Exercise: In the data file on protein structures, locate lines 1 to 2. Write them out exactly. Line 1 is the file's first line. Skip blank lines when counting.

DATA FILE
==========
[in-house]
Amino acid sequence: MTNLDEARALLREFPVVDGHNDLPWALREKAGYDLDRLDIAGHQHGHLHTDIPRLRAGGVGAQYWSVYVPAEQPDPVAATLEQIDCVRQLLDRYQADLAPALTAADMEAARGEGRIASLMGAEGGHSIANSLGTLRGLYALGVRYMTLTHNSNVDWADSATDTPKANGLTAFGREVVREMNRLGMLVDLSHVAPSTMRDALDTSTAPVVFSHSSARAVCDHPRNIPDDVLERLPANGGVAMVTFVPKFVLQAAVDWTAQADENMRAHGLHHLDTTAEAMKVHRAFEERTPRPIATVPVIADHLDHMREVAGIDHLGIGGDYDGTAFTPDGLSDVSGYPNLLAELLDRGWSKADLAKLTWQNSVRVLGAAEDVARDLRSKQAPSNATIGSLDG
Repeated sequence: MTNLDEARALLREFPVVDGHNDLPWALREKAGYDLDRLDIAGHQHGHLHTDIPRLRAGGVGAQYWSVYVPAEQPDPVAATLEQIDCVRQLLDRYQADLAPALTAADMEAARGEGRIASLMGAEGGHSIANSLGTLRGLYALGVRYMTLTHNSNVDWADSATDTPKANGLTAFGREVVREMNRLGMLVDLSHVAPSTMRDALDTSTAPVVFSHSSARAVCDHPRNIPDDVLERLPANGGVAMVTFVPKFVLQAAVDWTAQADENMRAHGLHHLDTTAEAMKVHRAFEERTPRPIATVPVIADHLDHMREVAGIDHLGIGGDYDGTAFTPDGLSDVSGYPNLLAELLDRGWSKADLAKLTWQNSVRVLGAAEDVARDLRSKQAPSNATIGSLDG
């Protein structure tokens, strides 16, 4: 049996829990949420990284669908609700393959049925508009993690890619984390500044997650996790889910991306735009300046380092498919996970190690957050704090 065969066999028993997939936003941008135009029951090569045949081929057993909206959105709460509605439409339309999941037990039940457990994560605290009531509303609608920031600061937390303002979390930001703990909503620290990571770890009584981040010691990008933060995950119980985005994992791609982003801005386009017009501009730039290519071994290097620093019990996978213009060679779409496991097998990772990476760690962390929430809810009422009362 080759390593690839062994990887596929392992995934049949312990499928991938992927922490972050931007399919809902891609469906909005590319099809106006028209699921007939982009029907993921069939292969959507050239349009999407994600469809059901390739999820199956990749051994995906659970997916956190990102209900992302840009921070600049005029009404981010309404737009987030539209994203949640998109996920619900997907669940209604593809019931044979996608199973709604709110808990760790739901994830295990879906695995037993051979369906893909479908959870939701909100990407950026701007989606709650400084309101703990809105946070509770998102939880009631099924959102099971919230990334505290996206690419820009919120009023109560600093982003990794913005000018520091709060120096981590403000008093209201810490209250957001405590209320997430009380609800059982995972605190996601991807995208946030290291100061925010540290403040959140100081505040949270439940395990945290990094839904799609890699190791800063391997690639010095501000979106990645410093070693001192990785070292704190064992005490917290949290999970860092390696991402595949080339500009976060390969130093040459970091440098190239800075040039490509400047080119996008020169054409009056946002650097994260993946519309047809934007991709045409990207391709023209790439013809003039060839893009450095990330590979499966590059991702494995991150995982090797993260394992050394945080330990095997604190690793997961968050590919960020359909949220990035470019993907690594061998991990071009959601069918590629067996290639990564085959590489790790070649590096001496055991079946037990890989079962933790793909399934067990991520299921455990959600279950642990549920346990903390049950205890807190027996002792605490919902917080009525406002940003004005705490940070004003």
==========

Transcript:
[in-house]
Amino acid sequence: MTNLDEARALLREFPVVDGHNDLPWALREKAGYDLDRLDIAGHQHGHLHTDIPRLRAGGVGAQYWSVYVPAEQPDPVAATLEQIDCVRQLLDRYQADLAPALTAADMEAARGEGRIASLMGAEGGHSIANSLGTLRGLYALGVRYMTLTHNSNVDWADSATDTPKANGLTAFGREVVREMNRLGMLVDLSHVAPSTMRDALDTSTAPVVFSHSSARAVCDHPRNIPDDVLERLPANGGVAMVTFVPKFVLQAAVDWTAQADENMRAHGLHHLDTTAEAMKVHRAFEERTPRPIATVPVIADHLDHMREVAGIDHLGIGGDYDGTAFTPDGLSDVSGYPNLLAELLDRGWSKADLAKLTWQNSVRVLGAAEDVARDLRSKQAPSNATIGSLDG